Gareth Morgan Memorial Endowed Excellence Fund

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The Gareth Morgan Memorial Endowed Excellence Fund was established by the Board of Regents of The University of Texas System on July 26, 2002, for the benefit of the Classics Department in the College of Liberal Arts. Gift funds were provided by friends and colleagues in memory of Gareth Morgan, a much loved professor in the Department for many years. The fund is used to support the study of classical languages. Preference is given to students in Classics and Philosophy who enroll in the department's celebrated summer program in Intensive Greek, which Professor Morgan designed and taught for many years.


Gareth Morgan
Gareth Morgan

Gareth Morgan, Professor of Classics was educated at Oxford and began his career at The University of Texas at Austin as a visiting associate professor in 1966-67. He professed the subjects he loved in Austin and across this great state for the next thirty years. Gareth Morgan was a remarkable polymath who did not recognize the common distinctions between primary and secondary, research and teaching interests. In the Department of Classics, he was best known for his unfailing dedication to the comprehension and performance of ancient texts. He taught Greek of all periods, ancient to modern, including one of the country's best summer intensive programs in Greek. He also taught the Welsh tongue. In language teaching he applied literally inimitable methods. Gareth prepared his students to read ancient texts accurately and fluently, always encouraging them to appreciate the sound of 'dead' languages which he brought back to life.

Gareth hosted daily noontime readings of Greek and Latin in his office on the ground floor of Waggener Hall unfailingly for nearly twenty years. Five or six times per academic year and several times during the season of his renowned summer intensive Greek course, Gareth and his wife Joan would host performances of Classical drama or readings of poetry at their home on Rollingwood Drive. As with the daily readings, all who were interested in Greek or Latin literature and its later influence were welcome. An undergraduate Xanthias would cherish the opportunity to have a hand in the whipping of his professor Dionysus. The highlights of both the readings and the performances were Professor Morgan's own lively and impeccable pronunciation of Greek and Latin verse and his obvious rapport with all who shared his passion. He also had a sly wit in casting the parts played by faculty and students, many of whom came to know themselves differently because of the experience of one or several Gareth productions.

Professor Morgan was an important advocate for better teaching of Latin in Texas elementary and secondary schools. A great number of Texas Latin teachers were trained by him. He taught the required graduate course in the teaching of Latin with scrupulous care for pedagogy in all its facets. Many others learned of better ways to teach Latin through his work with the Texas Classical Association—he edited the organization's journal for fifteen years. His visits to schools throughout the state are still remembered as inspirational occasions.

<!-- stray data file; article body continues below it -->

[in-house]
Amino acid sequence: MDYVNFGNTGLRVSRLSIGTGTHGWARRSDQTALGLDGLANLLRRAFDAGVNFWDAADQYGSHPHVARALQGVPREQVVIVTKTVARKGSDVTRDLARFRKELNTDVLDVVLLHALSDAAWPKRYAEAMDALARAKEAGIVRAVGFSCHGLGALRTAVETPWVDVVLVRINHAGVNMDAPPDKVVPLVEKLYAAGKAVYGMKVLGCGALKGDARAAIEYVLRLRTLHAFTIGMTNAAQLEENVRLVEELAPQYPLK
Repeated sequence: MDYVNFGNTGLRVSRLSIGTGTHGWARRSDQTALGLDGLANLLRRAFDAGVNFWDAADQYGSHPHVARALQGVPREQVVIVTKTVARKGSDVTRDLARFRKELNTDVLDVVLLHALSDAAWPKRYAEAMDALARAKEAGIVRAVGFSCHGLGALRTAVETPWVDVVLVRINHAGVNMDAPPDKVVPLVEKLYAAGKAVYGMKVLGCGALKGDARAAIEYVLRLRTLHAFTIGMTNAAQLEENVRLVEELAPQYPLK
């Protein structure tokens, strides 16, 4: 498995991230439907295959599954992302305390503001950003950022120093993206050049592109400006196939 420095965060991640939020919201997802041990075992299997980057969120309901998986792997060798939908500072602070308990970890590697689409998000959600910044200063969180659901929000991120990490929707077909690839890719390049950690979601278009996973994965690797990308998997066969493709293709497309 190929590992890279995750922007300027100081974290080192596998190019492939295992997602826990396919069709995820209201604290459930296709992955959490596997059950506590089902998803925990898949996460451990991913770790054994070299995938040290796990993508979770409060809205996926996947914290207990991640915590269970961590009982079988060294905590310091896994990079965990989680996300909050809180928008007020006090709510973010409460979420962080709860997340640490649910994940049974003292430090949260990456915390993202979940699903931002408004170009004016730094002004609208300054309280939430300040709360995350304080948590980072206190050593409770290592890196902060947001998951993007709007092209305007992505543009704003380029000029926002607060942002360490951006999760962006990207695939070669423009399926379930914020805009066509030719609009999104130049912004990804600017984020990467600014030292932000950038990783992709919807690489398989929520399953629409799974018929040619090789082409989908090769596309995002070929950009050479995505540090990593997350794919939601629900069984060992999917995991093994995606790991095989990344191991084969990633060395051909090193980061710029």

A long-time colleague of Gareth's at the University remarked: ''The more I think about the remarkable question of why the largest and one of the best Classics programs in North America developed in Austin over the last quarter century, the more I come up with Gareth as the answer. He was central to everything the rest of us did, providing a unity with his absolute devotion to the one thing we really had in common—the word, the spoken word. He didn't determine what others did, but he reminded them why they were doing it. The underrated virtue of persistence, of keeping at it, of being there, he possessed as none other. Years came and went and Homer and Vergil were always read at noon, and Greek tragedy and comedy always performed on fairly frequent Fridays, and the elements of Greek forever implanted in the summers. The ritual went on, the continuous celebration of the department's meaning, the things we all, at whatever remove, still shared. This was important, too. Everyone was welcome. Come in and pick up a book and read what you can; desire, not competence, was the criterion. If Gareth unified the horizontal splaying of the Classics, the specialties, he overrode the vertical hierarchy, too. Students, faculty, alumni, interested bystanders—all acted together in Morgan's Saturnalia."

Gareth Morgan's passion for theater also led him to play many roles on the local stage. Again with his wife Joan, he stood as the unwavering force for weekly Sunday readings of Shakespeare that operated according to the same all-inclusive and inviting principles that guided his noontime readings of Latin and Greek and his performances and readings of the Greek and Latin classics. 

One of Gareth Morgan's continuing contributions to UT Austin was his posthumous donation to The University of Texas at Austin library system of some 2500 books and scholarly journals in Classics, medieval and modern Greek, Welsh, folklore, and the general study of language.

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